Last summer I moved to Orcas Island off the coast of NW Washington near Bellingham. The only way to get there is to take a ferry from Anacortes.
When I drove up to catch the ferry to Orcas to look at houses, I would pass the Pet Emergency Center on Highway 536 between Mt. Vernon and Anacortes. Because Orcas doesn’t have an animal hospital, it would be the closest 24/7 emergency vet hospital near me.
Whenever I drove past, I wondered how difficult it would be to get one of my dogs there if it had a medical emergency.
Well, now I know.
A Labrador Retriever Turns Down Food? Inconceivable!
Last month, Haley, my 7-year-old yellow lab, threw up grass a couple of nights in a row. She’s never thrown up grass after eating it before so I was concerned when she did it twice.
The morning after she threw up the second time she vomited up her entire breakfast. I thought she just had an upset stomach, so for her afternoon meal I made her chicken and rice.
She just looked at the bowl and walked away.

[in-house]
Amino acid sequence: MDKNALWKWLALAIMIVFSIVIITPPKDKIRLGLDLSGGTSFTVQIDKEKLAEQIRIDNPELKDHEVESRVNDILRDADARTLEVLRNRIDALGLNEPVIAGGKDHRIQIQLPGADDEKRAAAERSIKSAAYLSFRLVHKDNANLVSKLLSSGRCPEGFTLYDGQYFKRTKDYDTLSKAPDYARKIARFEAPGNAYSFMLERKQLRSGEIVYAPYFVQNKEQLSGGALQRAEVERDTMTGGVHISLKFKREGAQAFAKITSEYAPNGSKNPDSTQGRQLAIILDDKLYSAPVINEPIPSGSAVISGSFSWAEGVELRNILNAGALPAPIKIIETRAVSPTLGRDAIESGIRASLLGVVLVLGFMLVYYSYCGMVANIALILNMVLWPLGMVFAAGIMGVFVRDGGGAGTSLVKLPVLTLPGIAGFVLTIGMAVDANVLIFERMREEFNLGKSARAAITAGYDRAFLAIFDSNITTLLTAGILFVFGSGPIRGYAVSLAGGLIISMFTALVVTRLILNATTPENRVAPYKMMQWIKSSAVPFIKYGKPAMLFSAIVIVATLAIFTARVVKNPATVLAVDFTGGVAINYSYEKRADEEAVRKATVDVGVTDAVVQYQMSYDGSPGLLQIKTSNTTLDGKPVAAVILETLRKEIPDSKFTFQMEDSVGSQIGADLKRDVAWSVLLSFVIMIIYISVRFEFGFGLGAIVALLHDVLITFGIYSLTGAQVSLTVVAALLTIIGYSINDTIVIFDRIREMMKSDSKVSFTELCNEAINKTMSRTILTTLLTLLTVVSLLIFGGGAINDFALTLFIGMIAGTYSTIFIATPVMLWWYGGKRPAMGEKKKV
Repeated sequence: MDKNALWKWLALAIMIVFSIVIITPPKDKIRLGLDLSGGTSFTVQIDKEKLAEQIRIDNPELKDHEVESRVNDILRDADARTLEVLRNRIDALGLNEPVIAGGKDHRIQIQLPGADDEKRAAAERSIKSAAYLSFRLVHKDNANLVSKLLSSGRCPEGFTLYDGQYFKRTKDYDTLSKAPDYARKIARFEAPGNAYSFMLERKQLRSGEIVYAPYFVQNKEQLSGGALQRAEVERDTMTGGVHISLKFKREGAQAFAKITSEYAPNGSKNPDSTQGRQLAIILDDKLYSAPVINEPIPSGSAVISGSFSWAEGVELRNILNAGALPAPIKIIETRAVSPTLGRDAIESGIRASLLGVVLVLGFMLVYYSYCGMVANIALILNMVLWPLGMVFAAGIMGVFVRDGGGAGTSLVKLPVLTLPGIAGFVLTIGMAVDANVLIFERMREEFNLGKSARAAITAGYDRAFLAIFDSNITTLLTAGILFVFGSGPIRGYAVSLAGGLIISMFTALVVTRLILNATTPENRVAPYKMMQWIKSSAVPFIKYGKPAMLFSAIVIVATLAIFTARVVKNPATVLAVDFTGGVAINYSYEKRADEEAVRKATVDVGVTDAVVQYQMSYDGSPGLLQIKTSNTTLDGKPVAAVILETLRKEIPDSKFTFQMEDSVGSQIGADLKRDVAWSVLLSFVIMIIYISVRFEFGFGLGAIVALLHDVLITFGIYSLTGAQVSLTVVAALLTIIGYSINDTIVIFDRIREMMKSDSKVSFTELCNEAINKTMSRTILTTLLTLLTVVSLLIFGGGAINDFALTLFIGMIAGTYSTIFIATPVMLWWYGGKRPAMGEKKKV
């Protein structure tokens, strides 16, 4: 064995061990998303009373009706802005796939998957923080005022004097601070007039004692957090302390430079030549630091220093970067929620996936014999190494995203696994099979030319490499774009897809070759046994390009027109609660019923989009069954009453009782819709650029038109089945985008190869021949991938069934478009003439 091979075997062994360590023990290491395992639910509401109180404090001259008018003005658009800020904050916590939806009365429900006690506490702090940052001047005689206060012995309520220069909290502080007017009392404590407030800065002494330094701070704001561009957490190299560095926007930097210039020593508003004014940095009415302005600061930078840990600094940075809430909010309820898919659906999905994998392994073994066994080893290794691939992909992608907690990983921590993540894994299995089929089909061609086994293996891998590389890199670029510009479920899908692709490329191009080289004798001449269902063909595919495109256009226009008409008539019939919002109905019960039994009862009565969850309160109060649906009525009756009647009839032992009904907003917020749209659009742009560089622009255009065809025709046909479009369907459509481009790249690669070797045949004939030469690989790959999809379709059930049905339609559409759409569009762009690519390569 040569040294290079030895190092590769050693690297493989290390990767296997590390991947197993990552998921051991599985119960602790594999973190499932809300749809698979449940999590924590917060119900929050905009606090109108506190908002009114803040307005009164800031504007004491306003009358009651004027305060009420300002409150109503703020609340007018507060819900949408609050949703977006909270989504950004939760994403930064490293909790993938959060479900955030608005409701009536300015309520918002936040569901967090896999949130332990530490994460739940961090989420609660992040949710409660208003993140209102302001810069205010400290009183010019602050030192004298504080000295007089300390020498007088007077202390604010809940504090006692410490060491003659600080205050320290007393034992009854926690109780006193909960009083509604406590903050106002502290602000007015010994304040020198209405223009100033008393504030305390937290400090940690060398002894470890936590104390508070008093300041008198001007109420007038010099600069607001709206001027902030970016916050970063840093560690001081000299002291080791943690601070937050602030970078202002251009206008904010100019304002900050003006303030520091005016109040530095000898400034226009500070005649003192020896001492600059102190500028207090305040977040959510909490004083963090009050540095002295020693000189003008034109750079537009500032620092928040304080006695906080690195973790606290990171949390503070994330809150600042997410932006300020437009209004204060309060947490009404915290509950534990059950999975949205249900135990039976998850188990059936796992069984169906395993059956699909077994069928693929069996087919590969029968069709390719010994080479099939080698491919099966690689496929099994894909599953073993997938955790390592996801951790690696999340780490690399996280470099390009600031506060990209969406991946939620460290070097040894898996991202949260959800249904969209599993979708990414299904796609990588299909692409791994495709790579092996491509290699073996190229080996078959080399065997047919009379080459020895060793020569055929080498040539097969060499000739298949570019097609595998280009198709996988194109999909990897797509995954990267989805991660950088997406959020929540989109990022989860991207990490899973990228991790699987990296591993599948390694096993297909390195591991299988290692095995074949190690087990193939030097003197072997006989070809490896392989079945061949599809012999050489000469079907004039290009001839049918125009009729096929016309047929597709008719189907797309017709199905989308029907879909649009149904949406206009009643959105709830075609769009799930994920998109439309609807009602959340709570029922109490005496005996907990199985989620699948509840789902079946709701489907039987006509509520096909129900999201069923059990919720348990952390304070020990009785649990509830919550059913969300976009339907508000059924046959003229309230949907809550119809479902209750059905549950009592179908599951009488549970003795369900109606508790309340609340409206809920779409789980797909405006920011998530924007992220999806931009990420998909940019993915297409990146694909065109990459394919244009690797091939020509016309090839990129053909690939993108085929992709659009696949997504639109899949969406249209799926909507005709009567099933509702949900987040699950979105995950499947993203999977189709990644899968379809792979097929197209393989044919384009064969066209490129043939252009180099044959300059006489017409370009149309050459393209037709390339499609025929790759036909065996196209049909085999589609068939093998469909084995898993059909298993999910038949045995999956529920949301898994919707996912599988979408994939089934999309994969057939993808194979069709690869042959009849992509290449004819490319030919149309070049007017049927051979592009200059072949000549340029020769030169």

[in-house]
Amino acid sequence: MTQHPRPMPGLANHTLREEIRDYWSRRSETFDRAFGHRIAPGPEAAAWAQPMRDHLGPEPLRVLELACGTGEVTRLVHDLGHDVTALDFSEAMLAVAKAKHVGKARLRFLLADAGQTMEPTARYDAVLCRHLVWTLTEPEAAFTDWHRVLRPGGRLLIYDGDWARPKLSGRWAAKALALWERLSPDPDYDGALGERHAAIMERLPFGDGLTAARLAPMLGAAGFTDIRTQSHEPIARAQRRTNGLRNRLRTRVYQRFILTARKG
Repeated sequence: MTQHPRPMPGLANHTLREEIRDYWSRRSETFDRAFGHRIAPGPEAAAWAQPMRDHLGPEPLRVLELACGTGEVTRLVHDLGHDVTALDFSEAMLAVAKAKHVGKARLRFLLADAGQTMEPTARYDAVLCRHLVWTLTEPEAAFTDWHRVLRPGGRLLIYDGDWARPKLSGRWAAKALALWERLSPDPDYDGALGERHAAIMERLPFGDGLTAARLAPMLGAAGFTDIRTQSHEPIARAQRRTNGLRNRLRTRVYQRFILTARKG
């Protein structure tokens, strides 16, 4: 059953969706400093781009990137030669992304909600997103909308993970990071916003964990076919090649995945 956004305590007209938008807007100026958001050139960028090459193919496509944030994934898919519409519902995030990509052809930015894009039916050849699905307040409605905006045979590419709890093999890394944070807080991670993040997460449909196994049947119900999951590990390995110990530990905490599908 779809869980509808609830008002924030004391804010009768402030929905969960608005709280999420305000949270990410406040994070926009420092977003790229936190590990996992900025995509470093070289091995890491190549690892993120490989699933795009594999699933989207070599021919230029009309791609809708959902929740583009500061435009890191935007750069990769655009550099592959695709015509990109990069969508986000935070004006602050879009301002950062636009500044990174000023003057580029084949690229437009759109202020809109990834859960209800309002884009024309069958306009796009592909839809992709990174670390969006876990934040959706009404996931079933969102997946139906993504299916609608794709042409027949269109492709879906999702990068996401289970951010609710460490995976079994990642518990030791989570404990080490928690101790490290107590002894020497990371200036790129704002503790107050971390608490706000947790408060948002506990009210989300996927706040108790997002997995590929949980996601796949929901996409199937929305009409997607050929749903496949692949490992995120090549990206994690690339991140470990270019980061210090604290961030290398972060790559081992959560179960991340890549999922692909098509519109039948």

For those of you who have never been around Labs, they are food-obsessed eating machines. If Oliver Twist had been a Lab, he would never have hesitated about asking for more gruel.
Because Haley’s voraciousness is far greater than that of any other Lab I’ve ever seen, her refusal of food raised a HUGE red flag for me. I immediately made an appointment the next day with the local vet, Orcas Veterinary Service.
Vet Visit is Inconclusive
After the vet took X-rays she called me to say she thought Haley had some sort of an obstruction in her intestines. Because they didn’t have the equipment to take a clear picture of the blockage, she said I should take Haley to an emergency vet immediately to verify her diagnosis.
At this point the challenge of getting emergency care for my dog on an island changed from a small ember of concern to a roaring forest fire of panic.
When I lived in Seattle I could get to my preferred emergency animal hospital in 20-30 minutes; however, on Orcas Island the ferry schedule dictates how long it will take to go anywhere on the mainland. Many times the ferries are late so your trip will take longer than you anticipated.
I checked the ferry schedule after I spoke to the doctor at about 2:30. The next ferry to Anacortes would leave at 4.
Because no one is guaranteed a space on a ferry without a reservation (which I didn’t have), I had to get to the ferry dock ASAP to have a chance of getting on it.
If I missed it, the next ferry didn’t leave until after 8, and I wouldn’t have arrived at the hospital until 10. So not only would my poor sick dog have to sit in my car for 6 hours (or longer if the ferry was late), I would also miss the last ferry back to Orcas and have to stay in Anacortes overnight.
Bottom line: I HAD to get on that 4:00 ferry.
A Frantic Drive to the Ferry